Relations between the prime ministers of Greece and Britain are less than cheery this holiday season, after a scheduled meeting in London was cancelled a few hours prior, due to a row over the Parthenon Marbles at the British Museum.

Prime minister Rishi Sunak told members of parliament on November 29 he had cancelled a planned meeting with Kyriakos Mitsotakis in London the day before because the Greek prime minister had reneged on a promise not to use the four-day trip to advocate for the repatriation of the sculptures.

In Sunak’s first public comments, the British PM openly criticized Mitsotakis: “Of course we’re always happy to discuss important topics of substance with our allies, like tackling illegal migration or indeed strengthening our security.

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“But when it was clear that the purpose of the meeting was not to discuss substantive issues of the future but rather to grandstand and relitigate issues of the past, it was inappropriate.”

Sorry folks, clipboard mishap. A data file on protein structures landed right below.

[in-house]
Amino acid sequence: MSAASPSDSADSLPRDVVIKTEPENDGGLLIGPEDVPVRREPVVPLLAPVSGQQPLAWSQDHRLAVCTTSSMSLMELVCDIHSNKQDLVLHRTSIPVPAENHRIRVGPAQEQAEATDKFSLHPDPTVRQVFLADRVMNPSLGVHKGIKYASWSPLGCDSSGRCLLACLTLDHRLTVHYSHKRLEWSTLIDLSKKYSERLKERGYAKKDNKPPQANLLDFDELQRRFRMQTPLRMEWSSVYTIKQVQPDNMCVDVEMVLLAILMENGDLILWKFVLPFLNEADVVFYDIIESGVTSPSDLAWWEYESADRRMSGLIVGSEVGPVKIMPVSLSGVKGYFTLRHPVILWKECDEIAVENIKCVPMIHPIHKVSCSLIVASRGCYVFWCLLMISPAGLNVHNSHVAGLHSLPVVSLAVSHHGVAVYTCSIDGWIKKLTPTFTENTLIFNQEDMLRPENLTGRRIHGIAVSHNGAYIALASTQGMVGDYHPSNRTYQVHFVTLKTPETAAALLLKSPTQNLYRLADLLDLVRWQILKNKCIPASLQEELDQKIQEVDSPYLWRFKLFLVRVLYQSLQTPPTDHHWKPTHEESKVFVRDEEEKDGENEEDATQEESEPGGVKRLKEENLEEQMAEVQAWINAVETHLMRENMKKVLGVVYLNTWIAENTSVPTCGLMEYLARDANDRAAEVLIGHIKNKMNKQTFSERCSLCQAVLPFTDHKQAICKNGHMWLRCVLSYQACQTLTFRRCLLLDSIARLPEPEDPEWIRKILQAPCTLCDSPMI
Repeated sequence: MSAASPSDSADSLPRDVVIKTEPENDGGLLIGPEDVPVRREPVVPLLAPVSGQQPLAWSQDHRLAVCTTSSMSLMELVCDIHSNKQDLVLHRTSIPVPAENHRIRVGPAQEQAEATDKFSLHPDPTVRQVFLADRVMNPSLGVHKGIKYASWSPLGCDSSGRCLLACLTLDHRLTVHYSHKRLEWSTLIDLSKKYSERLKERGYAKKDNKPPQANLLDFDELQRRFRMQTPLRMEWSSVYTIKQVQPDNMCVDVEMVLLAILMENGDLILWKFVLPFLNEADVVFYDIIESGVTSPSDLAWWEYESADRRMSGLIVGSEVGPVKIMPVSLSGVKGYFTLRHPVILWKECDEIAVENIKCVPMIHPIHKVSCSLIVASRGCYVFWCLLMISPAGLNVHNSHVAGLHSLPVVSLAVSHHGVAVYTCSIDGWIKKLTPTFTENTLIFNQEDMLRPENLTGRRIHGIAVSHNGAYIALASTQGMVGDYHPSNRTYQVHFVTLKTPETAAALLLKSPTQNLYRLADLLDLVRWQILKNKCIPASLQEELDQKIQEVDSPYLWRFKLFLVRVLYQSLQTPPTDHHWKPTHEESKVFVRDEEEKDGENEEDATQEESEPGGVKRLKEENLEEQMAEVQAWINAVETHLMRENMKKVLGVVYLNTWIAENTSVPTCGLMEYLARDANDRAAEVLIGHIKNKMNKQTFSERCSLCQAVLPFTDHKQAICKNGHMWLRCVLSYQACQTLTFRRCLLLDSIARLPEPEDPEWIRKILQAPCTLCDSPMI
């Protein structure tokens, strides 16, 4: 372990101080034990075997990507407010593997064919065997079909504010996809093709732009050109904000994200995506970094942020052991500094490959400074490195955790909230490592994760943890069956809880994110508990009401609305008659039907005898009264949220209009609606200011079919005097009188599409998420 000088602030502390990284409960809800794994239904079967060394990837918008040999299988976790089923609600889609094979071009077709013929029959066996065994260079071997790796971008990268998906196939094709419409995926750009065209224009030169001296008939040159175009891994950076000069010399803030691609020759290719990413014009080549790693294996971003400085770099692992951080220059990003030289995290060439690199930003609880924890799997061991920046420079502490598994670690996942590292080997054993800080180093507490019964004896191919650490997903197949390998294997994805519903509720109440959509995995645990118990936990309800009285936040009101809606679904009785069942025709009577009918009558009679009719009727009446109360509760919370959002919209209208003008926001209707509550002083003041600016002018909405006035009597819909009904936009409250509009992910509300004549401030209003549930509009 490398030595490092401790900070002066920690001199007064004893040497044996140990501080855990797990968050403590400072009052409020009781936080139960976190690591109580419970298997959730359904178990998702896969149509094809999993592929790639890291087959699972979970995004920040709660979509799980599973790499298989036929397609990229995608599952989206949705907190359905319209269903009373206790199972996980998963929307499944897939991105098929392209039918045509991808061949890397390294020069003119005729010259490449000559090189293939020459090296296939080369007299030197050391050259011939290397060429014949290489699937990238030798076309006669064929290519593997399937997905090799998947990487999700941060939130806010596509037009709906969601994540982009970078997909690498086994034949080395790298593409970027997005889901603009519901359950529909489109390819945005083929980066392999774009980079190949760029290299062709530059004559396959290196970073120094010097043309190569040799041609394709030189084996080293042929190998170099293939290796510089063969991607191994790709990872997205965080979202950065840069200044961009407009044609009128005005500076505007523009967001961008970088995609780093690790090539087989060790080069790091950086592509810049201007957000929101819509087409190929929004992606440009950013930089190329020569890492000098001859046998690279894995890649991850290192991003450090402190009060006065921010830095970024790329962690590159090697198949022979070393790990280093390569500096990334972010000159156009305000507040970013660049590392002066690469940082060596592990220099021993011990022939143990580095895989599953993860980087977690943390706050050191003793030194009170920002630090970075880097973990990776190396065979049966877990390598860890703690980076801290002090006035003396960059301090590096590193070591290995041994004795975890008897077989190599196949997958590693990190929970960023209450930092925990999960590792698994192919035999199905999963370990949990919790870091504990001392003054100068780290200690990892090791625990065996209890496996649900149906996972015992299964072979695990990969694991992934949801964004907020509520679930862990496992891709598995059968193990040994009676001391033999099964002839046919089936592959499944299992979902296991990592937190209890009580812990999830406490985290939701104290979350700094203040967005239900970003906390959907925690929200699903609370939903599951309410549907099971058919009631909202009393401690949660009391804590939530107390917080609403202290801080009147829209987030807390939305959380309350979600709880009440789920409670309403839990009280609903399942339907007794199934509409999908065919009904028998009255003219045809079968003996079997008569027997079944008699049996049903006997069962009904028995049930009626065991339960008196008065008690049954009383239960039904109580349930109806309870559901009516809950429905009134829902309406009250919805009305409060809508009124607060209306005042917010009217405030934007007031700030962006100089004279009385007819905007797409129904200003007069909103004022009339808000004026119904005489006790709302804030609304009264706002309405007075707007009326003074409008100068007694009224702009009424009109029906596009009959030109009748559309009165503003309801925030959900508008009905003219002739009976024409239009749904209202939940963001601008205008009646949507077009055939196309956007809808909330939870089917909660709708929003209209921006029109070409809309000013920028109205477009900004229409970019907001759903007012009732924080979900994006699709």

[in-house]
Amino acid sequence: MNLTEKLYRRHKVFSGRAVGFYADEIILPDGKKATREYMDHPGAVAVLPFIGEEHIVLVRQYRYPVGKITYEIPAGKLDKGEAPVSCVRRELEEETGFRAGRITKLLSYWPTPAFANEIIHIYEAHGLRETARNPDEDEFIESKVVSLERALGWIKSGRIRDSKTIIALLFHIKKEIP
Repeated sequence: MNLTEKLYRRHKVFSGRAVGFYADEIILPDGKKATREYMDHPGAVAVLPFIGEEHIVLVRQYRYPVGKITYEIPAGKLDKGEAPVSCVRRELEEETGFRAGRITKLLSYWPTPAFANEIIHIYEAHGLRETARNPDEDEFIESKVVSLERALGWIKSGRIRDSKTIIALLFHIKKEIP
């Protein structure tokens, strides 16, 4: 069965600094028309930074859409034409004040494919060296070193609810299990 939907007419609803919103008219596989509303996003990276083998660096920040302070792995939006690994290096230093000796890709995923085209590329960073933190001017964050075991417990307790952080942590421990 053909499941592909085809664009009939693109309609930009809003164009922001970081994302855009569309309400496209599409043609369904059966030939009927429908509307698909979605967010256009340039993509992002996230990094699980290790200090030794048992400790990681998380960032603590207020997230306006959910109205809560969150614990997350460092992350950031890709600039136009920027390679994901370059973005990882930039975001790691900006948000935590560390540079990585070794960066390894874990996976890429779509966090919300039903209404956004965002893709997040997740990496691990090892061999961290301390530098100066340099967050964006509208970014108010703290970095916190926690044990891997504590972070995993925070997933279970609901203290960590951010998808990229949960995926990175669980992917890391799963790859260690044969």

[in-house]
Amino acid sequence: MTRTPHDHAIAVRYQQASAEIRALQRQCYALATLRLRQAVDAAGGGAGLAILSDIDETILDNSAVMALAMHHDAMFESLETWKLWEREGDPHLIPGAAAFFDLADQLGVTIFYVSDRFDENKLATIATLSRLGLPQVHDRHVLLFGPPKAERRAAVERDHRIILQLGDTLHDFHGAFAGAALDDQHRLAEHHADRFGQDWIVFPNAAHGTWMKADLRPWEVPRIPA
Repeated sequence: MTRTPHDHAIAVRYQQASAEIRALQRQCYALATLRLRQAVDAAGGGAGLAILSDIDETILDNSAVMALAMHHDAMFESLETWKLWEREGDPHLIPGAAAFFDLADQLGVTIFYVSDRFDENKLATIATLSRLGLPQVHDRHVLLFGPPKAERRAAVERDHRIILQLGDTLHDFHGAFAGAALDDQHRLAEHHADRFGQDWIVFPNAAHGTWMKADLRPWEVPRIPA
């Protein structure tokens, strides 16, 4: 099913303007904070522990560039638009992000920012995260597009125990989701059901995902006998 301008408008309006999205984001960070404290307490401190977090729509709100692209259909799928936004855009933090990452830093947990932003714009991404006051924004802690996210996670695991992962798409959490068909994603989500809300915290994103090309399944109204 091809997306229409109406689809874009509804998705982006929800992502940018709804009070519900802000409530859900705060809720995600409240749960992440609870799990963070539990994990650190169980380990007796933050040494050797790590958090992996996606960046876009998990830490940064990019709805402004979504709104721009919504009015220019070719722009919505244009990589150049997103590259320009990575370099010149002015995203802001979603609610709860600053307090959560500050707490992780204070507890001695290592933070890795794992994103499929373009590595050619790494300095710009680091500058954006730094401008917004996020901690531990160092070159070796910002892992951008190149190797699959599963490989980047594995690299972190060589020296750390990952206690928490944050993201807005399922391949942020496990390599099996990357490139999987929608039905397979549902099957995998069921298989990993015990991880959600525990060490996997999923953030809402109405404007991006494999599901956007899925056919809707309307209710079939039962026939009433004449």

The cancelled meeting at Downing Street was scheduled for lunchtime on November 28, and prompted the office of Mitsotakis to issue a statement. “I express my annoyance at the fact that the British Prime Minister canceled our scheduled meeting a few hours before it was due to take place,” it read.

“Greece and Britain are united by traditional ties of friendship and the framework of our bilateral relations is extremely broad.”